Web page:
Harley Challenges Technical Innovations

Oxford (11 January 2011) - Harley-Davidson may value its heritage and traditions but it employs cutting edge technology to keep its motorcycles ahead of the chasing pack. Anti-lock braking systems, fly-by-wire throttle control, and intelligent indicators are just a few of the 21st century applications that prove how sophisticated modern Harleys really are.

Technology changes, engineering evolves. But an icon stays the same. When you have a heritage as rich as that of Harley-Davidson, one of the greatest challenges is to continue improving your motorcycles with the latest technology while retaining the classic look and feel of a Harley. That's why, with a Harley-Davidson, it's just as much about what you can't see as what you can see, and that's why our engineers go to great lengths to hide ugly wires and electrical components.

Two good examples of the art of keeping clean lines on a motorcycle are the ingenious ways in which the ABS (anti-lock braking system) and fly-by-wire throttle systems are hidden. Dennis Lodise, manager of electrical and electronic systems, says: "It's not easy to do. The idea is to hide the harness (wiring loom) and all the packaging and electronics as much as possible in order to show the jewels of the motorcycle the motor, the fuel tank, and all the other aesthetics that you have on the vehicle.

Instead of having throttle cables, with a mechanical linkage between the throttle and the throttle body, we actually put a sensor inside the handlebar where you can't see it to send electronic signals down to the throttle body where a motor runs the throttle back and forth. It's all done by signals rather than mechanical cable which gives you many advantages. It means our cruise control system can be smaller and more sensitive than those of our rivals and it also allows us to achieve a cleaner look with the motorcycle because there are no throttle wires".

Harley-Davidson's anti-lock braking system is another good example of how Harley's engineers have managed to discreetly hide unsightly electronic equipment which can spoil the lines of a motorcycle. Not only is the system hugely effective, it's largely hidden in the front wheel hub as experienced Motor Cycle News road tester and racer Bruce Dunn found out when Harley asked him to test the ABS and non-ABS versions of the Fat Boy. "The best stopping distance I achieved with the non-ABS Fat Boy was 55.77 metres from 80mph, which compares to the best from the ABS bike of 50.71 metres", Dunn reported. That means whatever your experience level, ABS can help. What is also impressive is the way the ABS system has been packaged. All you really can see if the front wheel control unit between the frame downtubes. There are few wires and no toothed brake rings. It's all hidden in the wheel hub.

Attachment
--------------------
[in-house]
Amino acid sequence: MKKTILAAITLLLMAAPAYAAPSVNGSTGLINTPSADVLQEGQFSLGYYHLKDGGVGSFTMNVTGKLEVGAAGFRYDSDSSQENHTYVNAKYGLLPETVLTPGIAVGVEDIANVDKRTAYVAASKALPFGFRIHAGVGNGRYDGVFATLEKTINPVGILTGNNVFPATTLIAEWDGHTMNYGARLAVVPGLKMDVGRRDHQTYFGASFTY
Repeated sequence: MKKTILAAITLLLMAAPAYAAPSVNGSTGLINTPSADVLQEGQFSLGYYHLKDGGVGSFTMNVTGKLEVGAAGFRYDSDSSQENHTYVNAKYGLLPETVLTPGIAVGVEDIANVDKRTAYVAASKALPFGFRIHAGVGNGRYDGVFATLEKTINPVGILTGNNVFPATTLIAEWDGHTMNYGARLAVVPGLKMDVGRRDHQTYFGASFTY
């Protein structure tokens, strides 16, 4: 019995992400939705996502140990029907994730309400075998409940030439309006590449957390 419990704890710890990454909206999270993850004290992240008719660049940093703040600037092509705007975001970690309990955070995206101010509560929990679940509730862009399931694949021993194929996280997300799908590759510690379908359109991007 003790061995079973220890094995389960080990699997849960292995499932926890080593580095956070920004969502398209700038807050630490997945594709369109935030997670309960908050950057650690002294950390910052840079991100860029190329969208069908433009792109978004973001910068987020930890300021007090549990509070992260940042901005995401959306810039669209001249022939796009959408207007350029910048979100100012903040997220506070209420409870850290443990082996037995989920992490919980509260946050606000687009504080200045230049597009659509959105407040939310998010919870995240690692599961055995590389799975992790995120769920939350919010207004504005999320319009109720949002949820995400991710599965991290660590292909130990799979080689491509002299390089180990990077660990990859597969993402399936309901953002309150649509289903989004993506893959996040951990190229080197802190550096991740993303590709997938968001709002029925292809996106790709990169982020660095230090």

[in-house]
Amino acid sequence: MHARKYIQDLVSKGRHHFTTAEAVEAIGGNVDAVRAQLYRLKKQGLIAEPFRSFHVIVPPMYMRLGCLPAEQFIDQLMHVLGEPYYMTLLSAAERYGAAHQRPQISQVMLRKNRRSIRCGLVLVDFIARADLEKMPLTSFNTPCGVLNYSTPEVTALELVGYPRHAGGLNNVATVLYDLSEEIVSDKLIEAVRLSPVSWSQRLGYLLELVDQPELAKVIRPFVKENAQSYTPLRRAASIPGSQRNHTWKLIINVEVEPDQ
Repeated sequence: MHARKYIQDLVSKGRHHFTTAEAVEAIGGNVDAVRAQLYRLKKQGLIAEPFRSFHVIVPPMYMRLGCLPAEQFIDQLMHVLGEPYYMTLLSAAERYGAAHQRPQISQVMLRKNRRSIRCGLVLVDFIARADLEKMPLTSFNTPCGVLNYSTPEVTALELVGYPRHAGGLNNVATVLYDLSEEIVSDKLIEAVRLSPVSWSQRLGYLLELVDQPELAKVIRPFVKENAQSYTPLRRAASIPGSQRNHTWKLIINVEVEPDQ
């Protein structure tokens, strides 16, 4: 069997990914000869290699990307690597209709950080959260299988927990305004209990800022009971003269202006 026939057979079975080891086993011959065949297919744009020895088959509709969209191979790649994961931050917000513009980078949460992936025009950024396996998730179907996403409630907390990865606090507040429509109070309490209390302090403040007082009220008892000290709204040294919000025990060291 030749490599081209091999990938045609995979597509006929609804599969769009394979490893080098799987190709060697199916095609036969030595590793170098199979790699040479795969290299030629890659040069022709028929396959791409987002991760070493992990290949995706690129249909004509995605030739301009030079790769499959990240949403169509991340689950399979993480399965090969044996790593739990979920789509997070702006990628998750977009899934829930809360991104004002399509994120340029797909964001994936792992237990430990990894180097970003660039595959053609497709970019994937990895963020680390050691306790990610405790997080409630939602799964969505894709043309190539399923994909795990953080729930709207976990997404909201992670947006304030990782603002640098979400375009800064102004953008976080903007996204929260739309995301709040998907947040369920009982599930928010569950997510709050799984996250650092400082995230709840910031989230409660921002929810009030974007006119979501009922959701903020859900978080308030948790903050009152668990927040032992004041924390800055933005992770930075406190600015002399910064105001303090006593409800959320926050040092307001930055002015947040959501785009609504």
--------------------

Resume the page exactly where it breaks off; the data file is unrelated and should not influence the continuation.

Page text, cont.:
ABS is now an option on all 2011 Softail models except the Cross Bones.

Another great example of Harley tech are the firm's indicators which are amongst the most sophisticated on the market. Bill Davidson explains why. One of the really neat things on our motorcycles are the turn signals. Our system is fantastic because it's very intuitive; it's very simple to use yet it's probably the most sophisticated, from a technology standpoint, on the market today. The turn signals are self-cancelling and they also have the capability of judging distance from a turn so, coming into a turn, they know how long to stay on. They take into consideration your speed, the angle of the motorcycle; there's all kinds of things that are giving input to the system.

Dennis Lodise, Harley's manager of electrical and electronic systems, explains further. "The system uses a little box which is very similar to an accelerometer used in cars for air bags. There's a little sensor inside so as you turn the corner and come out of it, it actually measures that and cancels the indicators".

Harley-Davidson has a long history of innovation and the company holds literally hundreds of patents stretching right back to the early years. William S Harley patented a spring motorcycle fork as far back as 1918 and the tradition continues; on January 1, 2009, Harley employee Mark T Fischer (et al.) patented a rear fender assembly and added to the vast archive of Harley patents. It's an archive that proves that, while the spirit of Harley-Davidson remains the same after more than 100 glorious years, the technology that goes into building the Milwaukee machines most definitely does not.

* To learn more about technical innovations on Harley-Davidson motorcycles, visit